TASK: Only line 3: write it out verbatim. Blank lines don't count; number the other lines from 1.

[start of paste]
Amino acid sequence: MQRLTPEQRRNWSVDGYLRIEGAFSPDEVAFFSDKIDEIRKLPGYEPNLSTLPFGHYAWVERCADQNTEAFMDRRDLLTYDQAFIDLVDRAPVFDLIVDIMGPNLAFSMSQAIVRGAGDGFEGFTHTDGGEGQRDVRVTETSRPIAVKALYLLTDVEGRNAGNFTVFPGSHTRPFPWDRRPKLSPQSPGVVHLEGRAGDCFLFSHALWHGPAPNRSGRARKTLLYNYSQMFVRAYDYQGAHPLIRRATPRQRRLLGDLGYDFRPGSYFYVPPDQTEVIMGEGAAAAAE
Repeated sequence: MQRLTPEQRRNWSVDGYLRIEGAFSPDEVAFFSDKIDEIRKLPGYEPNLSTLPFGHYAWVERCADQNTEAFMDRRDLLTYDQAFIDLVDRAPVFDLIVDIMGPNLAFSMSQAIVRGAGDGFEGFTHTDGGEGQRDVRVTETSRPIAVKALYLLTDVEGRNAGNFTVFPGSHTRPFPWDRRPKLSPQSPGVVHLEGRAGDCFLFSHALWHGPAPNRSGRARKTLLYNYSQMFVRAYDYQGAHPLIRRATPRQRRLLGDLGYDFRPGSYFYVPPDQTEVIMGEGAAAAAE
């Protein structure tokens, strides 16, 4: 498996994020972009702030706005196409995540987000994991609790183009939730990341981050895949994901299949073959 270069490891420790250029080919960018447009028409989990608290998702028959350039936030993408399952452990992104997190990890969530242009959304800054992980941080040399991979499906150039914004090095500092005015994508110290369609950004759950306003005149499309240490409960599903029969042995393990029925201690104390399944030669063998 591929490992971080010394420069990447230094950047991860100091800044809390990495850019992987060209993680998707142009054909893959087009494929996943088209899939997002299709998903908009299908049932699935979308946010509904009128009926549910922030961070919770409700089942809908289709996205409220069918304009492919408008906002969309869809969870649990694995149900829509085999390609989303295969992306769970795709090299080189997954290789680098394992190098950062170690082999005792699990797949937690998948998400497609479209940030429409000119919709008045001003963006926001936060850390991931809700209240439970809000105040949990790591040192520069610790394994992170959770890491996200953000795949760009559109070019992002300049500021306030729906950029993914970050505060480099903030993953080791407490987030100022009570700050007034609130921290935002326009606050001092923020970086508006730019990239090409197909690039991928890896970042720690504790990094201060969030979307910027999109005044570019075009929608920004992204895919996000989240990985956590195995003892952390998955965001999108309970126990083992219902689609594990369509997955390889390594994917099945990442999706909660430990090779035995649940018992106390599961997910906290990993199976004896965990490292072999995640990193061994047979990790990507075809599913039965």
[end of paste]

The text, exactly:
């Protein structure tokens, strides 16, 4: 498996994020972009702030706005196409995540987000994991609790183009939730990341981050895949994901299949073959 270069490891420790250029080919960018447009028409989990608290998702028959350039936030993408399952452990992104997190990890969530242009959304800054992980941080040399991979499906150039914004090095500092005015994508110290369609950004759950306003005149499309240490409960599903029969042995393990029925201690104390399944030669063998 591929490992971080010394420069990447230094950047991860100091800044809390990495850019992987060209993680998707142009054909893959087009494929996943088209899939997002299709998903908009299908049932699935979308946010509904009128009926549910922030961070919770409700089942809908289709996205409220069918304009492919408008906002969309869809969870649990694995149900829509085999390609989303295969992306769970795709090299080189997954290789680098394992190098950062170690082999005792699990797949937690998948998400497609479209940030429409000119919709008045001003963006926001936060850390991931809700209240439970809000105040949990790591040192520069610790394994992170959770890491996200953000795949760009559109070019992002300049500021306030729906950029993914970050505060480099903030993953080791407490987030100022009570700050007034609130921290935002326009606050001092923020970086508006730019990239090409197909690039991928890896970042720690504790990094201060969030979307910027999109005044570019075009929608920004992204895919996000989240990985956590195995003892952390998955965001999108309970126990083992219902689609594990369509997955390889390594994917099945990442999706909660430990090779035995649940018992106390599961997910906290990993199976004896965990490292072999995640990193061994047979990790990507075809599913039965």